One of the most stunning examples of Persian architecture can be found on the eastern side of one of the greatest squares in Isfahan, the third-most populous city in modern-day Iran.
In this article, you’ll discover the most interesting facts about Sheikh Lotfollah Mosque, a structure that features one of the most stunning domes in the world.
1. It’s the located on a famous square in the heart of Isfahan
Sheikh Lotfollah Mosque is located on the eastern side of one of the most amazing squares in the world known as Naqsh-e Jahan Square. This square is also sometimes referred to as “Saeed Square” or “Shah Square” and is a UNESCO World Heritage site.
This enormous public space in the center of Isfahan has dimensions of 160 (520 feet) by 560 meters (1,840 feet) and is surrounded by monuments that were built during the Persian Safavid Empire (1501-1736).
Some of these include the huge Shah Mosque, another masterpiece of Persian architecture, an Imperial Palace known as the Ali Qapu Palace, and the Qeysarie Gate on the northern side which leads into the Isfahan Grand Bazaar.
Another amazing landmark in the area, the Si O Se Pol Bridge that crosses the Zayandeh River, is located just southwest of this fascinating square.
2. The mosque was built when Isfahan was the capital of Persia
The square, the mosques, the monuments, and even the Si O Se Pol Bridge were constructed at the end of the 16th and beginning of the 17th century. They were commissioned by Abbas the Great (1571-1629), the 5th Shah of the Safavid Dynasty.
At the time that Abbas became the new ruler of Persia, Qazvin was its capital. He moved the capital from this city to Isfahan in the year 1598 and started an enormous building project.
Sheikh Lotfollah Mosque was the first of the 4 large monuments that dominate Naqsh-e Jahan Square, to be built. It was completed between 1603 and 1619, shortly after Isfahan became the Empire’s new capital.
3. The architectural design of the mosque is quite simple
Although this mosque is considered to be one of the most amazing examples of Persian architecture, its overall design is quite simple.
It doesn’t feature an outer courtyard and the building doesn’t feature internal spaces referred to as “iwans.” This means that the interior of the mosque pretty much consists of an entrance and a single space under a magnificent dome.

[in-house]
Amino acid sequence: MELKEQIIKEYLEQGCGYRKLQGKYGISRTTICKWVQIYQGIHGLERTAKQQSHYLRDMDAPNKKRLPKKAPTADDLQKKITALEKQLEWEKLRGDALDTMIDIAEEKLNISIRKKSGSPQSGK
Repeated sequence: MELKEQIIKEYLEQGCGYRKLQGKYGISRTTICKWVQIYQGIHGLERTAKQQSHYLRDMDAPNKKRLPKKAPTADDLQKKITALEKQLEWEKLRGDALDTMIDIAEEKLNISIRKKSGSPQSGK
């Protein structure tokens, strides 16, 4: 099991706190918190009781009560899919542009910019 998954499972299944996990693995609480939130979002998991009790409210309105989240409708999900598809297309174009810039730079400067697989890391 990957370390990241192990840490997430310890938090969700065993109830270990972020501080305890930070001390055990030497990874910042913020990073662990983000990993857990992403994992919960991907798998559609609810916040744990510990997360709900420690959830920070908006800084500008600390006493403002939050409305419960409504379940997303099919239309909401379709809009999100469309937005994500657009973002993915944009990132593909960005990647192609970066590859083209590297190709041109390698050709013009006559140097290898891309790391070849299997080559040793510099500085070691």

The dome rests on a square dome chamber and the L-shaped vestibule was integrated by architect Ostad Mohammad Reza Isfahani to ensure the direction towards Mecca was preserved.
4. The beauty of its decorations couldn’t be appreciated until centuries later
If you visit both the Shah Mosque and Sheikh Lotfollah Mosque then you’ll instantly notice several differences. The courtyards outside of the mosque are one thing, the fact that the latter doesn’t feature minarets is another.
The reason for this is that this particular mosque wasn’t commissioned by Abbas the Great to be open to the public. It was intended to serve as a private mosque, only intended to be visited by the royal court.
That’s why the overall architectural design of the structure was kept simple but the decorations of both the exterior and interior were made by the most skilled artists and are of the highest quality. The materials used to build the structure were of the highest quality as well.
Both Westerners and locals didn’t see the interior of this mosque until many centuries. The Shah could also enter the structure through a tunnel that ran below the square, straight to his Ali Qapu Palace.
5. Its main feature is an incredibly ornamented interior dome
The outer dome of the structure has a diameter of 22 meters (72 feet) and it reaches a maximum height of 32 meters (105 feet) above the ground. Both the exterior and interior of the dome are heavily ornamented with some of the most amazing calligraphy and tiles you’ll ever come across.
These were created by Master calligrapher Ali Reza Abbasi and are considered to be some of the finest Islamic decorations that were created in history up until that point.
The nads of decorations gradually become smaller, a feature that leads the viewer up into the apex of the dome. It’s one of those treasures of the world that become even more beautiful the longer you stare at it.
6. The mosque has had a couple of names throughout its history
Sheikh Lotfollah Mosque has gone by a wide variety of names throughout its history. Some of these include “Mosque with the Great Dome (Masjed-e qubbat-e ’Azim), the “Domed Mosque” (qubbat masjed), and “Mosque of great purity and beauty.”
The current name of the mosque refers to an inscription that was found inside the structure. This is a reference to Sheikh Lotfollah, an Imam that was paid by the Royal Household shortly after its completion. This also means that it was the first Imam to preach inside the mosque.
7. There’s something peculiar about the alignment of the dome
The L-shaped entrance hall was designed in such a way that the mosque is oriented in a correct position according to “qibla,” the direction towards the holy stone called the “Kaaba” in Mecca.
This resulted in a peculiar feature, especially considering the symmetrical decorations that cover the mosque. The dome of the mosque is not positioned directly behind the vestibule but is aligned slightly to its right.
8. The dome produces a remarkable optical illusion on sunny days
One of the most amazing facts about Sheikh Lotfollah Mosque in Isfahan is that visitors are welcomed with a remarkable view upon entering the main dome chamber of the structure.
On sunny days, as the sun shines through the apex of the dome, it produces a “peacock.” The sun rays that shine through this hole serve as the tail of this remarkable bird, quite a unique spectacle to behold!